I was pulled over on the side of the street near my hotel in Milan. I was at the trunk, organizing my stuff to bring up to the hotel when a man on a scooter came by and said "Scusi!" and started talking to me. Asked me if I spoke English and was trying to introduce himself. He didn't pull completely over to where I was standing, remaining a few feet away. I was feeling a little puzzled. Why was this man trying to talk to me? What did he want? Because he was kind of far away, before I stepped over to him to find out what he wanted, I instinctively looked back at the car to make sure it's okay (I'm more careful now after having our bag slashed in Rome). And I saw another man leaning into the backseat of my car!!!! Did I leave the back door ajar?? Or did he open it while I was being distracted by his scooter cohort?? I don't know. I yelled out "HEY!" to him and he turned and started to run while holding my jacket (which was in the backseat). I took a step back and reached over to him and pulled my jacket back before he was able to run away. By the time I turned around, the scooter accomplice was gone as well. My heart was racing a mile a minute and I closed the trunk and jumped back in the car and locked all the doors and tried to calm down. I've never directly confronted criminals before. It was unnerving. To think, all my camera equipment were in the backseat as well!
I was almost going to overlook the incident in Rome because, fine, you can get pickpocketed anywhere in the world and maybe it just happened to have happened in Rome for me. It didn't necessarily have to mean anything (even though it did confirm what all the guidebooks and even local Italians, say about crime here). I was willing to chaulk it up to bad luck. BUT, now twice in two weeks I have been robbed. That's insane. In 31 years I was not robbed once. [Well, okay, I had my camcorder stolen in Amsterdam, but that was more about me being careless and leaving it unguarded. Nobody used a knife to slice anything open and nobody tried to trick me into leaving the camcorder; it was all me.] Now twice in two weeks in Italy I have been (almost) robbed. That's no bad luck, that's just a scary country.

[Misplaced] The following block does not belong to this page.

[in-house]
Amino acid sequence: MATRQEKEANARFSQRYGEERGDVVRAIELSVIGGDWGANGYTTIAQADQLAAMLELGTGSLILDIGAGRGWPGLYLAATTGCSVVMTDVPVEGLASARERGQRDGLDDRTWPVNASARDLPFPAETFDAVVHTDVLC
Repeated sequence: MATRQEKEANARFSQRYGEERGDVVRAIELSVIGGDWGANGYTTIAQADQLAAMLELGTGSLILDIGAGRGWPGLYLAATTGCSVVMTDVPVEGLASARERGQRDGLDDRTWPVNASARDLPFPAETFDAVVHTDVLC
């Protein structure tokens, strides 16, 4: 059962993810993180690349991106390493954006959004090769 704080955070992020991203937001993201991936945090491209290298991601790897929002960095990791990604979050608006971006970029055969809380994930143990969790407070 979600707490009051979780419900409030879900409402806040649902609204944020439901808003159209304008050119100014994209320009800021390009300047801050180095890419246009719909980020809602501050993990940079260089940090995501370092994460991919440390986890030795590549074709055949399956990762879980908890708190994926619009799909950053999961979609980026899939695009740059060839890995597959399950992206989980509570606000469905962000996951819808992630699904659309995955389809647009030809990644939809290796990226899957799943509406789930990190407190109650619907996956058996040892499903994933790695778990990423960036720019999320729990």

Tonight we went to a Michelin 3-Star restaurant, Le Calandre, in Sarmeola di Rubano, a few minutes outside of Padova, near Venice. [For those of you non-European and/or non-foodies not familiar with the Michelin Guide, here's some information on what it is and what it means to have three stars.] I have never been to a Michelin 3-starer before (or 2-star or 1-star, for that matter) so I was quite anticipating the meal. Some people consider this the finest restaurant in all of Italy. The chef, Massimiliano Alajmo, whom we met at the end of the meal, is the youngest chef ever to have been awarded 3 stars by the Michelin guide. Of couse, I also heard from somewhere that the Michelin rating system is not as accurate in Italy as it is in France. But it's got 3-stars and I have read many fine reviews of this place, so I think it's safe to say that it's one of the very best in the country.
So how was it?
It's roughly the mid-point of my trip through Italy. So far I've visited: Rome, Ovieto, Parugia, Assisi, Siena, San Gimignano, Pisa, and Florence. Here are some thoughts and observations (mostly complaints, you know how much I love to whine):
The guide books weren't kidding when they warned against being pickpocketed. Within hours of arriving in Rome, our bag was sliced open while we were jammed on a subway car. Luckily the bag was so packed with our hats, scarfs, gloves, etc, that nothing fell out except for the polarizer for our camera. Well, the bag is ruined as well, of course.
I've been riding subways almost all my life and all over the world and this was the first time that I've been pickpocketed.
Thinking back, I should have been more vigilent as earlier that same day I saw a man on the bus I was riding chasing after a thief who had just took his bag. On top of that, at the entrance to the subway station where my hotel was, there was a HUGE sign saying BEWARE OF PICKPOCKETS. Serves me right to ignore warnings.
Not sure if it's just my imagination, but after that experience, when I was on the subway in Rome, a couple of times I felt people feeling around near my pockets, seemingly trying to see if they can take anything from me. Except for a few Asian countries (Tokyo and Seoul come to mind), you're almost always told to be mindful of your belongings; but I always sort of took it as kind of an obvious, useless advice. I didn't realize that for Rome, you literally have to clutch your stuff if you don't want it to be stolen within minutes.
I then went back to the guide book to read more carefully the section on dangers and it also said that there are scooter gangs that ride by and snatch your bags. So anytime I hear a scooter coming up behind me (and that's all the time), I instinctively hold on to my stuff a lot harder.
Or at least that was my experience anyway. Your mileage may vary.